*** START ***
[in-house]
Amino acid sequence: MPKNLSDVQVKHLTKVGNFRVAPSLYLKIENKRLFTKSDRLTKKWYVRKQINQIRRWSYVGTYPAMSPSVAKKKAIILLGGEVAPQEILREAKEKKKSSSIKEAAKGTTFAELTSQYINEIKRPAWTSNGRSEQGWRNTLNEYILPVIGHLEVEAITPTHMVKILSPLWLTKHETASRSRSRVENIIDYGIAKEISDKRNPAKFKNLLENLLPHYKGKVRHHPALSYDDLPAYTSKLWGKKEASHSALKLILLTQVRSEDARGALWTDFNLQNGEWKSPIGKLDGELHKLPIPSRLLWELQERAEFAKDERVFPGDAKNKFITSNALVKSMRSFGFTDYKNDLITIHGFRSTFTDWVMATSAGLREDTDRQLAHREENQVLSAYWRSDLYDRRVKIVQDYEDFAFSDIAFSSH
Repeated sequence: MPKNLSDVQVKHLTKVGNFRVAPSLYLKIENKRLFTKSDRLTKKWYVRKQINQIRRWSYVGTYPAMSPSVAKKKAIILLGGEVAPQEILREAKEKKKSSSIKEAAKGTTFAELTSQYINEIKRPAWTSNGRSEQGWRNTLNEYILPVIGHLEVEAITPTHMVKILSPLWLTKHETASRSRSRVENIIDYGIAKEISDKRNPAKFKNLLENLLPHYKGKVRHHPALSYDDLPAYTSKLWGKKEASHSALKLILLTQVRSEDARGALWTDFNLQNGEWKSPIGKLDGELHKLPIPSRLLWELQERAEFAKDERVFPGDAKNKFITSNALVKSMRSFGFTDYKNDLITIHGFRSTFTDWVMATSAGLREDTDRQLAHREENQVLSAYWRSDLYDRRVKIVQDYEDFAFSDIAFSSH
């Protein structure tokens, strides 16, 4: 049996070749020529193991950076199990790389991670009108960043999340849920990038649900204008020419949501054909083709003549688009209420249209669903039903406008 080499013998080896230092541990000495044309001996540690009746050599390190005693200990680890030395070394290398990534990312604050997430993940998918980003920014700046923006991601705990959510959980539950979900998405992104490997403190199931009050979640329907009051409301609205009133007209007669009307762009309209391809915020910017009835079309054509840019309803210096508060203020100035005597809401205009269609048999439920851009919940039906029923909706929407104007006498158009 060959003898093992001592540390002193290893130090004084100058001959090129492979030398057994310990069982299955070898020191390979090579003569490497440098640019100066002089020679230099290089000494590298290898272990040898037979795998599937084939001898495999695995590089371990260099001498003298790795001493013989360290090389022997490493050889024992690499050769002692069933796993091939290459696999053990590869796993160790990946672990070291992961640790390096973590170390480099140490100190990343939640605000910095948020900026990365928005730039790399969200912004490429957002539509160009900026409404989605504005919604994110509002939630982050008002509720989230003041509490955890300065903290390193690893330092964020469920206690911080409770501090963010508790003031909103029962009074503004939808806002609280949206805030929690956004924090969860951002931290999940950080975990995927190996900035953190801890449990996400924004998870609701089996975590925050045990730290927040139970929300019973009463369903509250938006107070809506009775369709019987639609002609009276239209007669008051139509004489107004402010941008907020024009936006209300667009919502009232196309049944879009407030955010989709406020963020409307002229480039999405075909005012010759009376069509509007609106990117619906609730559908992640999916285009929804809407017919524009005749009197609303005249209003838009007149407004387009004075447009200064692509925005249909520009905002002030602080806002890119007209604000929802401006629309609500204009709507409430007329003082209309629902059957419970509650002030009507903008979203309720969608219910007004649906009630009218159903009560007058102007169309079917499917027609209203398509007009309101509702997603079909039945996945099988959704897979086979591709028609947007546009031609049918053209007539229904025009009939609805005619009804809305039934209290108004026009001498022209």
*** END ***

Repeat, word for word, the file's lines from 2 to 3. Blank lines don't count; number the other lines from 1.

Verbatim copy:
Amino acid sequence: MPKNLSDVQVKHLTKVGNFRVAPSLYLKIENKRLFTKSDRLTKKWYVRKQINQIRRWSYVGTYPAMSPSVAKKKAIILLGGEVAPQEILREAKEKKKSSSIKEAAKGTTFAELTSQYINEIKRPAWTSNGRSEQGWRNTLNEYILPVIGHLEVEAITPTHMVKILSPLWLTKHETASRSRSRVENIIDYGIAKEISDKRNPAKFKNLLENLLPHYKGKVRHHPALSYDDLPAYTSKLWGKKEASHSALKLILLTQVRSEDARGALWTDFNLQNGEWKSPIGKLDGELHKLPIPSRLLWELQERAEFAKDERVFPGDAKNKFITSNALVKSMRSFGFTDYKNDLITIHGFRSTFTDWVMATSAGLREDTDRQLAHREENQVLSAYWRSDLYDRRVKIVQDYEDFAFSDIAFSSH
Repeated sequence: MPKNLSDVQVKHLTKVGNFRVAPSLYLKIENKRLFTKSDRLTKKWYVRKQINQIRRWSYVGTYPAMSPSVAKKKAIILLGGEVAPQEILREAKEKKKSSSIKEAAKGTTFAELTSQYINEIKRPAWTSNGRSEQGWRNTLNEYILPVIGHLEVEAITPTHMVKILSPLWLTKHETASRSRSRVENIIDYGIAKEISDKRNPAKFKNLLENLLPHYKGKVRHHPALSYDDLPAYTSKLWGKKEASHSALKLILLTQVRSEDARGALWTDFNLQNGEWKSPIGKLDGELHKLPIPSRLLWELQERAEFAKDERVFPGDAKNKFITSNALVKSMRSFGFTDYKNDLITIHGFRSTFTDWVMATSAGLREDTDRQLAHREENQVLSAYWRSDLYDRRVKIVQDYEDFAFSDIAFSSH